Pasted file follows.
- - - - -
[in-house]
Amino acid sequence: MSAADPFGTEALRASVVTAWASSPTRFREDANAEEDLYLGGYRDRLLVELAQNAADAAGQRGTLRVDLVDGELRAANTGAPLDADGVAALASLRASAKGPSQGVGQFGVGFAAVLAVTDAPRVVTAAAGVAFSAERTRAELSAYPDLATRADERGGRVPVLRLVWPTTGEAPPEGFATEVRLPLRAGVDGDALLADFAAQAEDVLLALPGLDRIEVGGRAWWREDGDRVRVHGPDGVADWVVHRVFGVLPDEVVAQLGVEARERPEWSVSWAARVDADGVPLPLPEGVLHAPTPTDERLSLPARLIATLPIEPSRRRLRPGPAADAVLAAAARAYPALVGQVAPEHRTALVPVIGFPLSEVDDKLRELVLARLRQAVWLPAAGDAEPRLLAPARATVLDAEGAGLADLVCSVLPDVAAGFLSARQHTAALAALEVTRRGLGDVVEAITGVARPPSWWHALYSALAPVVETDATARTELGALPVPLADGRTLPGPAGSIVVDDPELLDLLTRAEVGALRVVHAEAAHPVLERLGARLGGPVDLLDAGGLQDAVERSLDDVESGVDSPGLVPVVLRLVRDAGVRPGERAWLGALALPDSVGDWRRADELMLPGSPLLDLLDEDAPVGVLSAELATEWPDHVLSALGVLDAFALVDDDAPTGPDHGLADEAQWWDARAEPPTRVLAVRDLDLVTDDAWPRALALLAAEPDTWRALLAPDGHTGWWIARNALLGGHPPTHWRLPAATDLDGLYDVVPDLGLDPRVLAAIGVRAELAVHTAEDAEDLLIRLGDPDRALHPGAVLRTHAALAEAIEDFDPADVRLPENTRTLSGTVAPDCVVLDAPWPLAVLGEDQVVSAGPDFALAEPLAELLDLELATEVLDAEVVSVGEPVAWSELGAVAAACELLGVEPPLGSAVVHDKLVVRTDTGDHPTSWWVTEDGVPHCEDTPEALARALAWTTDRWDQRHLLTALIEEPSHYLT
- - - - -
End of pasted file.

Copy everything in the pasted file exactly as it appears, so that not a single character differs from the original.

[in-house]
Amino acid sequence: MSAADPFGTEALRASVVTAWASSPTRFREDANAEEDLYLGGYRDRLLVELAQNAADAAGQRGTLRVDLVDGELRAANTGAPLDADGVAALASLRASAKGPSQGVGQFGVGFAAVLAVTDAPRVVTAAAGVAFSAERTRAELSAYPDLATRADERGGRVPVLRLVWPTTGEAPPEGFATEVRLPLRAGVDGDALLADFAAQAEDVLLALPGLDRIEVGGRAWWREDGDRVRVHGPDGVADWVVHRVFGVLPDEVVAQLGVEARERPEWSVSWAARVDADGVPLPLPEGVLHAPTPTDERLSLPARLIATLPIEPSRRRLRPGPAADAVLAAAARAYPALVGQVAPEHRTALVPVIGFPLSEVDDKLRELVLARLRQAVWLPAAGDAEPRLLAPARATVLDAEGAGLADLVCSVLPDVAAGFLSARQHTAALAALEVTRRGLGDVVEAITGVARPPSWWHALYSALAPVVETDATARTELGALPVPLADGRTLPGPAGSIVVDDPELLDLLTRAEVGALRVVHAEAAHPVLERLGARLGGPVDLLDAGGLQDAVERSLDDVESGVDSPGLVPVVLRLVRDAGVRPGERAWLGALALPDSVGDWRRADELMLPGSPLLDLLDEDAPVGVLSAELATEWPDHVLSALGVLDAFALVDDDAPTGPDHGLADEAQWWDARAEPPTRVLAVRDLDLVTDDAWPRALALLAAEPDTWRALLAPDGHTGWWIARNALLGGHPPTHWRLPAATDLDGLYDVVPDLGLDPRVLAAIGVRAELAVHTAEDAEDLLIRLGDPDRALHPGAVLRTHAALAEAIEDFDPADVRLPENTRTLSGTVAPDCVVLDAPWPLAVLGEDQVVSAGPDFALAEPLAELLDLELATEVLDAEVVSVGEPVAWSELGAVAAACELLGVEPPLGSAVVHDKLVVRTDTGDHPTSWWVTEDGVPHCEDTPEALARALAWTTDRWDQRHLLTALIEEPSHYLT